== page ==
Technology and Society
September 12, 2019
I was intrigued when I saw some coverage of a recent article in Nature (paywalled, but there’s a read-only version) that coined an intriguing phrase: information gerrymandering. The six authors come from disparate fields that are not ones I particularly follow on a regular basis – biology, economics, and environmental change. But their experiment adds an intriguing wrinkle to the more information-science and sociology-of-information circles where I tend to eavesdrop.
The authors constructed an experiment in which people were recruited to play a voting game, which the researchers ran 120 times involving 2,520 participants, yielding data to analyze mathematically. The participants were assigned parties that didn’t have platforms, just colors (purple and yellow) with an equal number of members. The goal of the game was to win the most votes. To win you had to convince people from the other side to join your party; if the was a deadlock, both parties would lose. As the authors put it, “a party is most effective when it influences the largest possible number of people just enough to flip their votes, without wasting influence on those who are already convinced.”
Here’s where things get interesting. If a willingness to compromise is unevenly distributed, those who have a lot of zealots who refuse to compromise have an edge. A pretty significant edge. However, if both sides use that strategy and avoid compromise, both sides lose.
The authors tested this by adding influencers, “zealous bots,” to the game, voices that argued against compromise. Those voices had a significant effect. If you treat the kinds of social groupings we form online and in our politics as a kind of geography of like-minded bubbles, it’s quite possible to seek the edges of those bubbles to carve out gerrymandered information groups with the help of zealotry (whether provided by bots or by actual people who strongly support one side and argue against having any truck with the other).
You might be thinking “yeah, that’s exactly what people in that other party do.” But remember, all that was at stake here wasn’t reproductive rights or government regulation or the other things we tend to get excited about. It was whether purple or yellow was better. To see if this analysis played out when the stakes were more defined, the authors ran a similar analysis on European and U.S. legislative bodies and saw a similar pattern.
The authors conclude:
our study on the voter game highlights how sensitive collective decisions are to information gerrymandering on an influence network, how easily gerrymandering can arise in realistic networks and how widespread it is in real-world networks of political discourse and legislative process. Our analysis provides a new perspective and a quantitative measure to study public discourse and collective decisions across diverse contexts.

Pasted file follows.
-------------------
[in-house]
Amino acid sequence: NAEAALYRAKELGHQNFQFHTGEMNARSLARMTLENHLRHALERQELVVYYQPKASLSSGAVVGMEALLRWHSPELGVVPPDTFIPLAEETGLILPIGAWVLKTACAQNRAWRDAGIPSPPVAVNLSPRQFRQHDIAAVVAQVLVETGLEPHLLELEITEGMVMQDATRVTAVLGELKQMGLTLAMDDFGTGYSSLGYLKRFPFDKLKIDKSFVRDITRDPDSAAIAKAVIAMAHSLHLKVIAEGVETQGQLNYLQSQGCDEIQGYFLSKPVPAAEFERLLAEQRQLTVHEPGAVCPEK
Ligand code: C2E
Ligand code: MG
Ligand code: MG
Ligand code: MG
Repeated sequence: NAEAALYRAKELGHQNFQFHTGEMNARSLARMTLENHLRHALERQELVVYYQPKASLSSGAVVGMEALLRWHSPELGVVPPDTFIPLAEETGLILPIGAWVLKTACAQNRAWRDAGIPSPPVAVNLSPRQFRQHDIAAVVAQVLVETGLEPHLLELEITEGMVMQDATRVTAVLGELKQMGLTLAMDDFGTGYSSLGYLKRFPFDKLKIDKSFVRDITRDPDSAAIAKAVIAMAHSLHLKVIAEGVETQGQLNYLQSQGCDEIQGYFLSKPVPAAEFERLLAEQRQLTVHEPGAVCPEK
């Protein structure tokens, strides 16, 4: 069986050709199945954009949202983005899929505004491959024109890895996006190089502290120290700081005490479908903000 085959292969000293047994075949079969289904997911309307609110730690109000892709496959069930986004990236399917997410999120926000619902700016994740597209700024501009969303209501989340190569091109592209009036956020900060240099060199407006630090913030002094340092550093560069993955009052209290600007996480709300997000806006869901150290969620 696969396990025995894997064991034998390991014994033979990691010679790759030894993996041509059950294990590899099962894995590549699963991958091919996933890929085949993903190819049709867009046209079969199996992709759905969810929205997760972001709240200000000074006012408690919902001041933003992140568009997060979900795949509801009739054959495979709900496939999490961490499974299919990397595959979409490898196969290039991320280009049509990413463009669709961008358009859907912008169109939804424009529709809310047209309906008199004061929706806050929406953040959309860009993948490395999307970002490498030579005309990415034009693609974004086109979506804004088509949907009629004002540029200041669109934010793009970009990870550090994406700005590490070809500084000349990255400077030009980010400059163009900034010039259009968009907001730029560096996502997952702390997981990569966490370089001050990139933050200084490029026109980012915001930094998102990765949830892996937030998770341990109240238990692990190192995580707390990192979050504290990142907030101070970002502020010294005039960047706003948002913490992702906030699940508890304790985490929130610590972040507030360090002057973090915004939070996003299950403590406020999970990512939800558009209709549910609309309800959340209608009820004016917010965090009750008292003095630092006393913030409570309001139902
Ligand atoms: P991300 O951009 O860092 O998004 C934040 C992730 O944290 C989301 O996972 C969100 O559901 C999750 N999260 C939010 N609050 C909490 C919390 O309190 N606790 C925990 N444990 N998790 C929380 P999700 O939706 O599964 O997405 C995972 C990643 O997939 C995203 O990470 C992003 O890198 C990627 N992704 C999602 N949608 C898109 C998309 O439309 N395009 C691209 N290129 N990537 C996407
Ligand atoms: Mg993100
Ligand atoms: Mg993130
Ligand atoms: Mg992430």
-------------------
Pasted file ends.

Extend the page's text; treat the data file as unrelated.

Symmetric influence assortment allows for democratic outcomes, in which the expected vote share of a party is equal to its representation among voters; and low influence assortment allows decisions to be reached with broad consensus despite different partisan goals. A party that increases its own influence assortment relative to that of the other party by coordination, strategic use of bots or encouraging a zero-sum worldview benefits from information gerrymandering and wins a disproportionate share of the vote—that is, an undemocratic outcome. However, other parties are then incentivized to increase their own influence assortment, which leaves everyone trapped in deadlock.
Thinking about this in terms of information literacy, it seems important to bear in mind that the systems we so often use for keeping up with current events are optimized both for persuasion and for attention. Zealotry is both a way to maximize attention and to push a lot of persuasion buttons. We know from recent elections that the technology developed by Facebook and Google helps advertisers target audiences with a very fine grain. In my personal experience, it’s really hard to use social media to persuade anyone who isn’t already on board, and it’s terribly common to not just talk past each other, but to do so in insulting, alienating ways. I’m not sure what the solution is. Even Google and Facebook are struggling to find better ways to detoxify political communication. But as we help students think about evaluating information, it may be interesting to zoom out from analyzing specific messages to seeing how messaging can be influenced at scale.